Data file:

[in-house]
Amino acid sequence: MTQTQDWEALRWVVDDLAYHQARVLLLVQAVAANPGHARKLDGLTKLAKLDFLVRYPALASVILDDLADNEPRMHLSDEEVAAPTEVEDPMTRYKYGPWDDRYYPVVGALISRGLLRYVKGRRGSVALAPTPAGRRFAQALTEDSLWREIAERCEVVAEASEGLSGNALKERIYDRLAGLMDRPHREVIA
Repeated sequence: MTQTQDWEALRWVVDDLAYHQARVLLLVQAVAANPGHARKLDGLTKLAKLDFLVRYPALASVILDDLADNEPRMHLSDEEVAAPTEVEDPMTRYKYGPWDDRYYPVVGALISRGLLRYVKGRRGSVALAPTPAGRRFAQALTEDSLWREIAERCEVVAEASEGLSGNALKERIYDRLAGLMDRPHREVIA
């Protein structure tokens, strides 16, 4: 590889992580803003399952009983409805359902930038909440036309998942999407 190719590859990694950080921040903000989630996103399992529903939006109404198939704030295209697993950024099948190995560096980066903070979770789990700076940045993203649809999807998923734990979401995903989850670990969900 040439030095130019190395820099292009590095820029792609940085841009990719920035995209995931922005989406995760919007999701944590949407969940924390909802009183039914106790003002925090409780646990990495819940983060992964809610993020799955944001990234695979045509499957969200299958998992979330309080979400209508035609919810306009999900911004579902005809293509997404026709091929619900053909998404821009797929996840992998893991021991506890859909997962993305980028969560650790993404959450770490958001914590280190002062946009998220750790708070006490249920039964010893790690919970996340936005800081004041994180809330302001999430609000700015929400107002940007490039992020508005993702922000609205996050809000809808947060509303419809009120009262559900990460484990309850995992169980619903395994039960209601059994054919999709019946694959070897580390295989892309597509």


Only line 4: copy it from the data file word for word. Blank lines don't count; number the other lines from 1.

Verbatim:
């Protein structure tokens, strides 16, 4: 590889992580803003399952009983409805359902930038909440036309998942999407 190719590859990694950080921040903000989630996103399992529903939006109404198939704030295209697993950024099948190995560096980066903070979770789990700076940045993203649809999807998923734990979401995903989850670990969900 040439030095130019190395820099292009590095820029792609940085841009990719920035995209995931922005989406995760919007999701944590949407969940924390909802009183039914106790003002925090409780646990990495819940983060992964809610993020799955944001990234695979045509499957969200299958998992979330309080979400209508035609919810306009999900911004579902005809293509997404026709091929619900053909998404821009797929996840992998893991021991506890859909997962993305980028969560650790993404959450770490958001914590280190002062946009998220750790708070006490249920039964010893790690919970996340936005800081004041994180809330302001999430609000700015929400107002940007490039992020508005993702922000609205996050809000809808947060509303419809009120009262559900990460484990309850995992169980619903395994039960209601059994054919999709019946694959070897580390295989892309597509």